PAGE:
The armies that wage war on the battlefield exact a heavy toll on the economies that support them. Even the lowliest of fighters has living expenses that must be met. Their armor must be oiled, their bows strung, and their weapons kept in clean condition. In short, these armies require Upkeep. In Warcraft III, Upkeep takes the form of a tax on your Gold mining that is automatically deducted from all Gold you gather. As you produce more units, the tax on your Gold income increases.
There are three levels of Upkeep:
- No Upkeep (0-50 Food: 100% income): No Upkeep occurs when you have an army consuming 50 food or less. At this level, there is no tax on your Gold mining, so your workers bring in 100 percent of their Gold.
- Low Upkeep (51-80 Food: 70% income): Low Upkeep arises when your army consumes between 51 and 80 food. The tax on your economy is modest, draining a small percentage of Gold from everything you mine.
- High Upkeep (81-100 Food: 40% income): High Upkeep is reached when your army grows beyond 80 food. Your Upkeep needs are so great that the tax levied on your Gold mining is enormous. A large percentage of Gold is taken from your workers before they ever deliver it into your coffers.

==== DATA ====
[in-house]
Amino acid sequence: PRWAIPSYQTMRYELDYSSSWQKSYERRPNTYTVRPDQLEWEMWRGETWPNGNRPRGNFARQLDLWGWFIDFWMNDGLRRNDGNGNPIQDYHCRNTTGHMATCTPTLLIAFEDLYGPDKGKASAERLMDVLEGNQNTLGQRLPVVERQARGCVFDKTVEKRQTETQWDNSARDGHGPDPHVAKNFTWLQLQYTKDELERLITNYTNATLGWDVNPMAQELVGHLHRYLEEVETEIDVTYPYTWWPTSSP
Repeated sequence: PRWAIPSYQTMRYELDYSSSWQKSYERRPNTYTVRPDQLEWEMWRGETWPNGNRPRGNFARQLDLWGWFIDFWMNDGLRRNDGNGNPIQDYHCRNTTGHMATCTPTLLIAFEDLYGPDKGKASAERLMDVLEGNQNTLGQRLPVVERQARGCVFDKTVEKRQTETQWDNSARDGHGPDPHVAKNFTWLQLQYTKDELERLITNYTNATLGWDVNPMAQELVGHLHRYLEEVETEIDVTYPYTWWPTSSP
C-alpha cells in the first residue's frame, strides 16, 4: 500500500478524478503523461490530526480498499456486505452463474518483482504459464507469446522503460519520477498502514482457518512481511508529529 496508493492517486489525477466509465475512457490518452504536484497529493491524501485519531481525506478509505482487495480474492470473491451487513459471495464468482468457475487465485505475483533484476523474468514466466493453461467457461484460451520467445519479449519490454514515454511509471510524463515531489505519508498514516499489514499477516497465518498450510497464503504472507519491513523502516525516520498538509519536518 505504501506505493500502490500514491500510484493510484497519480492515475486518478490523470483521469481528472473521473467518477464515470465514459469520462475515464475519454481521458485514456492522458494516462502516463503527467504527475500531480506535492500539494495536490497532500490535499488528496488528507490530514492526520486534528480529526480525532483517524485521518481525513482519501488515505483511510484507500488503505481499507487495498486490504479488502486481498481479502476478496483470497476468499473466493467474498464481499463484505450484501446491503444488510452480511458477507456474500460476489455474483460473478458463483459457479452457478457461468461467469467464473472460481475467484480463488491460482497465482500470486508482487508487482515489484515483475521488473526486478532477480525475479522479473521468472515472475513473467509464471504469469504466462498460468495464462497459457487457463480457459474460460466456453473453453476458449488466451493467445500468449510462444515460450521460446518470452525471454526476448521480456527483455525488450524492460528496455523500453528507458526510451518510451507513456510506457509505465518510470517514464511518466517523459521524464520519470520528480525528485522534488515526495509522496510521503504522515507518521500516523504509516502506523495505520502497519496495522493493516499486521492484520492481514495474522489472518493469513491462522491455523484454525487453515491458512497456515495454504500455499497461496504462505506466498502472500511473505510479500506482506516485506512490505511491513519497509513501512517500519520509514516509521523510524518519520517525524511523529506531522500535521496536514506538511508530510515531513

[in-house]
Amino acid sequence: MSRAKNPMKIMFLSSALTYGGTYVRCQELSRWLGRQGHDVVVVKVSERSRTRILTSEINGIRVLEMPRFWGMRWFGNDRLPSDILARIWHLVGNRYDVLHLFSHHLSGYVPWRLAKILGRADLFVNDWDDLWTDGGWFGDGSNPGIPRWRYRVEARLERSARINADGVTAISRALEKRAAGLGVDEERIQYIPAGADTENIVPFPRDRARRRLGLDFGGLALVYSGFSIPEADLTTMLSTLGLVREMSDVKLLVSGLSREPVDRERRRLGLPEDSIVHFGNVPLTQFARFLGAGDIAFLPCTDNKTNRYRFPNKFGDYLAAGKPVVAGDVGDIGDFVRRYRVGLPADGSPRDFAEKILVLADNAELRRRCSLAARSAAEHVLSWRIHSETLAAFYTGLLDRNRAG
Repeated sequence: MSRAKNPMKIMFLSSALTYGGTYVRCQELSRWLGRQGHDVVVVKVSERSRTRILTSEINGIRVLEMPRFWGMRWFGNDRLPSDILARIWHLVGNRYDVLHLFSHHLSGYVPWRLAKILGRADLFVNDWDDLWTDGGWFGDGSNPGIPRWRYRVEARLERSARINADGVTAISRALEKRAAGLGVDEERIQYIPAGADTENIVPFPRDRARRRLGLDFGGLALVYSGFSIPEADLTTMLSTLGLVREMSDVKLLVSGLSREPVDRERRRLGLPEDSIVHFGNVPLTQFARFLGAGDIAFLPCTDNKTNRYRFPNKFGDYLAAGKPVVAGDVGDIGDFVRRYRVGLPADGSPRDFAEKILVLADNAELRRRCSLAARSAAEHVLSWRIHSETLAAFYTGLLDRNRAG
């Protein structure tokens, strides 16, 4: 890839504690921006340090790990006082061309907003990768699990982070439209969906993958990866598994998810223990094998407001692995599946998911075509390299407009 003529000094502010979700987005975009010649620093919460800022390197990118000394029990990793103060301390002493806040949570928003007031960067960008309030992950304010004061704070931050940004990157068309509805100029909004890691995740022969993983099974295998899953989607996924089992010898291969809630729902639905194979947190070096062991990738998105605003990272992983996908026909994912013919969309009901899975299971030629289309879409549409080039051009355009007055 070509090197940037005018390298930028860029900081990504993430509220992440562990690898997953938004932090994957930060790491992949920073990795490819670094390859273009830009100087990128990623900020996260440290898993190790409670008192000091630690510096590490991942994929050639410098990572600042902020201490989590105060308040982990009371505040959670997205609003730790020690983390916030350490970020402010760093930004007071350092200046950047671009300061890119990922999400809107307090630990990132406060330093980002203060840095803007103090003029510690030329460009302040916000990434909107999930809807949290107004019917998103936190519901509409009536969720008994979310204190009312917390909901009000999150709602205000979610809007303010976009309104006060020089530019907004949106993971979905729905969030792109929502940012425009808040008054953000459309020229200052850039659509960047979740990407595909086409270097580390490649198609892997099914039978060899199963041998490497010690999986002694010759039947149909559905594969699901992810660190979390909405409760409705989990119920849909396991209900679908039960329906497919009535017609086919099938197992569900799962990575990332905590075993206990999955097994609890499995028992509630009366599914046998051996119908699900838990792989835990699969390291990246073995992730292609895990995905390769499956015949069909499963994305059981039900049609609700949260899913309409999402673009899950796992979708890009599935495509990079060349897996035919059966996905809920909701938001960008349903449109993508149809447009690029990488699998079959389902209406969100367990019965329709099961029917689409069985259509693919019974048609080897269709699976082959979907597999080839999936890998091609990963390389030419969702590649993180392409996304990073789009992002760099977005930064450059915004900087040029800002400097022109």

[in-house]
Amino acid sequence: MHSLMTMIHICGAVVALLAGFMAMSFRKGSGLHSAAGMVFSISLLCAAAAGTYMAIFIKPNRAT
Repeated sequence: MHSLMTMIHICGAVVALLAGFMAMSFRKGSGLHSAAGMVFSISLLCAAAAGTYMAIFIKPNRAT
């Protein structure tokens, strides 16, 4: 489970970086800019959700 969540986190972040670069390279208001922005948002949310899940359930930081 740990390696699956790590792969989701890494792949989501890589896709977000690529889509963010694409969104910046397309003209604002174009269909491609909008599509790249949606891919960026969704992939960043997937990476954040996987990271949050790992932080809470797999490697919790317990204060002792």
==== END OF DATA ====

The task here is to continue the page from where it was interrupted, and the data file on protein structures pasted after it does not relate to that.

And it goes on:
Upkeep has been included to improve tactical management for players while fostering a more aggressive style of gameplay. Players are more aggressive and turtle far less in their bases, and it gives players real strategic decisions to make about how many units they wish to control with pros and cons to each. Upkeep is also instituted to focus the game on smaller numbers of units. The more units that are allowed in the game, the less powerful Heroes will be relative to your army. This is simple math. High Upkeep is MEANT to be very punishing. Players should not be in it for long, but Blizzard didn't want to set the harsh unit cap at 80.
During play, it is wise to stay in Low Upkeep, and just jump to the High Upkeep tier before a major attack. Try not to enter High Upkeep unless you have 2-3+ Expansions.